Molly Jackson: Smells like Un-Confidence
When they announced the new DC Comics logo not too long ago, I wasn’t a fan. However, I was content to sit back and let others write about it. Our own fearless editor Mike Gold wrote a fantastic piece about the new logo. You should read it. And then it was time to move on, to reading Rebirth, the new DC reboot which will be available by the time you are reading this. (Yes, your reading list grew quite a bit in a few minutes.)
I was all ready to move on, until Jim Lee decided he needed to explain the logo. Not the reason for the change, just explain the actual logo to fans.
On Instagram, Jim Lee revealed that “The nooks and angles are meant to evoke the Superman ‘S’, the Wonder Woman ‘WW’ emblem and the Bat logo.”
The problem with Lee’s response is that he had to explain the logo at all. A logo should be the most basic explanation of your brand. It should instantly trigger your brain cells to remember all you know about a company. Having hidden and inconsistent meanings that get replaced every few years is a horrible message to fans.
First off, yes, Batman, Superman and Wonder Woman are DC’s biggest assets but their logos aren’t clearly impacted here at all. A small curve of a letter doesn’t trigger the Man of Steel or Amazons in my mind, especially when they are mashed up like this. It looks messy rather than thought out.
That’s not to say that this doesn’t make me think comics. Let’s be real, when people talk about the city of Washington D.C., I think comics. The brand name is ingrained in me but I’m not representative of the general public. Constantly changing a logo makes that memory retention just a little harder. It also signals that they are changing their branding. Again. And again. And again.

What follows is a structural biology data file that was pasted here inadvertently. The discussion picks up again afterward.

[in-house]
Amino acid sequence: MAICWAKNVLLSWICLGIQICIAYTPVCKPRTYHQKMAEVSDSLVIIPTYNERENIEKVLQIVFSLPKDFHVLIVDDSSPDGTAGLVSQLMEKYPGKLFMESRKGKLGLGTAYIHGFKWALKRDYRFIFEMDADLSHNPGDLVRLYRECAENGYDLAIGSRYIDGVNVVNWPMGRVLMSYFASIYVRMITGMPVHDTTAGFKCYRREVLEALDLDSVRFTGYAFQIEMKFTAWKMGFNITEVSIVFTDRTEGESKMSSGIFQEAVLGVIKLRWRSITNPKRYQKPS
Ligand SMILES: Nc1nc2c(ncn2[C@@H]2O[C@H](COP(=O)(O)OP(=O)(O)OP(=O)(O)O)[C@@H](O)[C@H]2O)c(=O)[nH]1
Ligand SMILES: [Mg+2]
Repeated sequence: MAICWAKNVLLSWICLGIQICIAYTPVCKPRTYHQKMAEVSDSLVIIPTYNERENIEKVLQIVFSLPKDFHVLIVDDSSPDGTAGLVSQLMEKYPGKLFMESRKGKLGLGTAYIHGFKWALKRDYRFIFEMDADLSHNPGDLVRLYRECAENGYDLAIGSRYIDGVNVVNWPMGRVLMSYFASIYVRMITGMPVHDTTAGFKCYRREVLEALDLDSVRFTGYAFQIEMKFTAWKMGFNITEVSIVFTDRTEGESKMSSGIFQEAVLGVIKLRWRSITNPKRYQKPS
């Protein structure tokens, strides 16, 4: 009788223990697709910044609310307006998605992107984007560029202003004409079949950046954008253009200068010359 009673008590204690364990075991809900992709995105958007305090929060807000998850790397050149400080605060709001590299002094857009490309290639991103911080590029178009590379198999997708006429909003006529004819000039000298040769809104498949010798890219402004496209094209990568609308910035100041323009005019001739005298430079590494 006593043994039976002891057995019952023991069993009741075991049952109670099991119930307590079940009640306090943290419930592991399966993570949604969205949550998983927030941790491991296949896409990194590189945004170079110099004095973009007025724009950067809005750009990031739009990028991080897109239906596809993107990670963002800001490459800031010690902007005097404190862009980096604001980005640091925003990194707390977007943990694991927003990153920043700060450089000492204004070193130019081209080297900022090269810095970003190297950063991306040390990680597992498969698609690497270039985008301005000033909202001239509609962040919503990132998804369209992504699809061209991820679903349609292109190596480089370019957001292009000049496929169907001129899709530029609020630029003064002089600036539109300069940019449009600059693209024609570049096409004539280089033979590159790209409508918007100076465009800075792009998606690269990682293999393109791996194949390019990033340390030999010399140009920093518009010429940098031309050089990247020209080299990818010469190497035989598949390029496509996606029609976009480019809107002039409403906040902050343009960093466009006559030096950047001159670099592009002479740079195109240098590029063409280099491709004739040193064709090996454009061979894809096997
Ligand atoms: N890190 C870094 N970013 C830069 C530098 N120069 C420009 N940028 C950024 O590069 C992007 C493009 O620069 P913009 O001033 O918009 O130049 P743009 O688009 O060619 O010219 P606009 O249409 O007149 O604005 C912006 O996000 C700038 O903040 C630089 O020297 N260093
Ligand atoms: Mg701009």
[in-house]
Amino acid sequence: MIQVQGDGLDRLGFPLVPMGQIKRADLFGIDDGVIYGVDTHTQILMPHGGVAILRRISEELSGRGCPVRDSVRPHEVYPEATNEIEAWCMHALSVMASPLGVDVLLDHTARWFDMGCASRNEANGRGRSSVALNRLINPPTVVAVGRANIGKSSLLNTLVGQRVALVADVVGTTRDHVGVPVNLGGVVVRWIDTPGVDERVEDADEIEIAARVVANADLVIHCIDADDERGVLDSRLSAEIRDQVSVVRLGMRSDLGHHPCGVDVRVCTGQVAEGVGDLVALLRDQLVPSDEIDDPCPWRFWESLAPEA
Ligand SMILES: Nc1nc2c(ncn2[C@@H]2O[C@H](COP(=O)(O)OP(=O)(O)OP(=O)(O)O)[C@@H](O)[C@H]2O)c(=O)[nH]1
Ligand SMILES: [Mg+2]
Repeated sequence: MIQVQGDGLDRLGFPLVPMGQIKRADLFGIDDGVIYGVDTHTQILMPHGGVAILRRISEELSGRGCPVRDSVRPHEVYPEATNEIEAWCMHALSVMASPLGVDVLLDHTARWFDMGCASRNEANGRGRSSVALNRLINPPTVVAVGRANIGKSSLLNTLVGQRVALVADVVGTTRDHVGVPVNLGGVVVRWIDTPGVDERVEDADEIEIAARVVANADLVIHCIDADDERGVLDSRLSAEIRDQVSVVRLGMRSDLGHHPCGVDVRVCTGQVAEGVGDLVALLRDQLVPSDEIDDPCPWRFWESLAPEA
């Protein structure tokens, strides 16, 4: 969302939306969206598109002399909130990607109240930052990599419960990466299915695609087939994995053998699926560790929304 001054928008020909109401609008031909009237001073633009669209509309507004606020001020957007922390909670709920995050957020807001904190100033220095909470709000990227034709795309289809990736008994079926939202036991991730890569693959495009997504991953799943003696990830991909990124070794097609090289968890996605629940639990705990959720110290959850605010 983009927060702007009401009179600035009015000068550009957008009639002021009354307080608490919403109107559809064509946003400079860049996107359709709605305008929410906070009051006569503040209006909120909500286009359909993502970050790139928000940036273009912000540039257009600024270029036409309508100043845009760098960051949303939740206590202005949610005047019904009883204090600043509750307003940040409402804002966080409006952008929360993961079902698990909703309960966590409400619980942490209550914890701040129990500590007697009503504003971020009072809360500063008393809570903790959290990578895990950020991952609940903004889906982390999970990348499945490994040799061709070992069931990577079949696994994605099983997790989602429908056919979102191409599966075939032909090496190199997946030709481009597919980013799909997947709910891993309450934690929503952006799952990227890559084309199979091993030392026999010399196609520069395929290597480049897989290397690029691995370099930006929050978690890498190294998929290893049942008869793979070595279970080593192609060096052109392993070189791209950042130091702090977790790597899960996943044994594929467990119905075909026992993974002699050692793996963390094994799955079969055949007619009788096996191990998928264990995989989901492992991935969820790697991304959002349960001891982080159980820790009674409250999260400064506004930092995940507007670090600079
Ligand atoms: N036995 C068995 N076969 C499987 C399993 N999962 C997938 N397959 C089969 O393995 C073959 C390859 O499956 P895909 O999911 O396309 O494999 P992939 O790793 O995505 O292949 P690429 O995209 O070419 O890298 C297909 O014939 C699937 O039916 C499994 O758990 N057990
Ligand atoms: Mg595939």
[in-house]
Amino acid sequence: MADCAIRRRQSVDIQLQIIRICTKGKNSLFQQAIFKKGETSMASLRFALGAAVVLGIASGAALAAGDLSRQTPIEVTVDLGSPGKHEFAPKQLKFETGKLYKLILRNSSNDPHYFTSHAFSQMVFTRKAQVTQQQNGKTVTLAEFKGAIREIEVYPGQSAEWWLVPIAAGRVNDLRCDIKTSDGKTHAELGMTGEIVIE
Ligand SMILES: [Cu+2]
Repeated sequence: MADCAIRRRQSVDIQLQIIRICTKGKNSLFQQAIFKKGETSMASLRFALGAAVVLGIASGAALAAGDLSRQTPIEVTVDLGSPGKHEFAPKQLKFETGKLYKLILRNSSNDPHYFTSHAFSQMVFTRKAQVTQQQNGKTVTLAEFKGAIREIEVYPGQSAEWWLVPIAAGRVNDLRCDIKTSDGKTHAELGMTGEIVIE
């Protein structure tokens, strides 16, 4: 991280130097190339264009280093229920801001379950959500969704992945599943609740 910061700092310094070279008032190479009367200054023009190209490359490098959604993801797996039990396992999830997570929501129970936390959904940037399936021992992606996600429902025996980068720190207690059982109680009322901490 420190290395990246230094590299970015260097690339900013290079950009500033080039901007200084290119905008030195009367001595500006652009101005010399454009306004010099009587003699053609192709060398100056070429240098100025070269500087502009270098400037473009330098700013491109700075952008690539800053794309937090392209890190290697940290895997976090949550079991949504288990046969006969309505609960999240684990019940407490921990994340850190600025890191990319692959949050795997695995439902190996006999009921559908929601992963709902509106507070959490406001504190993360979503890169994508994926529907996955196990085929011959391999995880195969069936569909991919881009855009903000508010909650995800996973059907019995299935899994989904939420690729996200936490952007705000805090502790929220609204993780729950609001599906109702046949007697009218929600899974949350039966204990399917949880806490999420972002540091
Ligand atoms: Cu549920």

If you change the logo every time you reboot the comic universe, then we are looking at two logos within a decade. The last logo couldn’t outlast Obama in the White House! We’ve had fewer U.S. Presidents than DC logos in the past few years. Think about that.
And if you are thinking “it’s just a logo change!” right now, you’re wrong. It’s a symbol of the inner turmoil brewing at DC. The great logos of commercialism don’t change that often. The Nike swoosh is older than me. I’ve built an association with the brand so everytime I look at it, I think Nike. Right now, when I look at the new logo, all I remember is the disorder of DC. That is what DC Comics has connected with this logo.
Regularly changing and rebooting your branding shows your fans that you are not confident in your product. Why should fans commit to you when you can’t commit to yourself? If the need to reboot and wipe the slate clean is so strong, then maybe the editorial leadership needs to be wiped away too. DC needs to find their confidence again. Until then, changing a logo isn’t going to fix anything.